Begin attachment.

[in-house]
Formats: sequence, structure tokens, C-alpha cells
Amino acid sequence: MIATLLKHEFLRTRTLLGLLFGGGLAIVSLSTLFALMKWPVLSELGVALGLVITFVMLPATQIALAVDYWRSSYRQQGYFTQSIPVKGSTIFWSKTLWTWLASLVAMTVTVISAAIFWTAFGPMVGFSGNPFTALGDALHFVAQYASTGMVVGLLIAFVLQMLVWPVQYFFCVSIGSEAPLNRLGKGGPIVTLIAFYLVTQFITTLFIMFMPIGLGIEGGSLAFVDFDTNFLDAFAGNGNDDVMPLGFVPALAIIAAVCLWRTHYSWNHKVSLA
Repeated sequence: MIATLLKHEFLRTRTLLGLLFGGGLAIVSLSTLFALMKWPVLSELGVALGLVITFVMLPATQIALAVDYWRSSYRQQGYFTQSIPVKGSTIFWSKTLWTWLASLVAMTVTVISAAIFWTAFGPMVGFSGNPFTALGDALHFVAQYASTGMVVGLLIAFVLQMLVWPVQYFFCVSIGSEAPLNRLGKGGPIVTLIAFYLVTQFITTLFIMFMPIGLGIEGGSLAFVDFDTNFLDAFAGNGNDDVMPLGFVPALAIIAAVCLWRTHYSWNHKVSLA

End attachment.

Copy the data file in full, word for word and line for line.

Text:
[in-house]
Formats: sequence, structure tokens, C-alpha cells
Amino acid sequence: MIATLLKHEFLRTRTLLGLLFGGGLAIVSLSTLFALMKWPVLSELGVALGLVITFVMLPATQIALAVDYWRSSYRQQGYFTQSIPVKGSTIFWSKTLWTWLASLVAMTVTVISAAIFWTAFGPMVGFSGNPFTALGDALHFVAQYASTGMVVGLLIAFVLQMLVWPVQYFFCVSIGSEAPLNRLGKGGPIVTLIAFYLVTQFITTLFIMFMPIGLGIEGGSLAFVDFDTNFLDAFAGNGNDDVMPLGFVPALAIIAAVCLWRTHYSWNHKVSLA
Repeated sequence: MIATLLKHEFLRTRTLLGLLFGGGLAIVSLSTLFALMKWPVLSELGVALGLVITFVMLPATQIALAVDYWRSSYRQQGYFTQSIPVKGSTIFWSKTLWTWLASLVAMTVTVISAAIFWTAFGPMVGFSGNPFTALGDALHFVAQYASTGMVVGLLIAFVLQMLVWPVQYFFCVSIGSEAPLNRLGKGGPIVTLIAFYLVTQFITTLFIMFMPIGLGIEGGSLAFVDFDTNFLDAFAGNGNDDVMPLGFVPALAIIAAVCLWRTHYSWNHKVSLA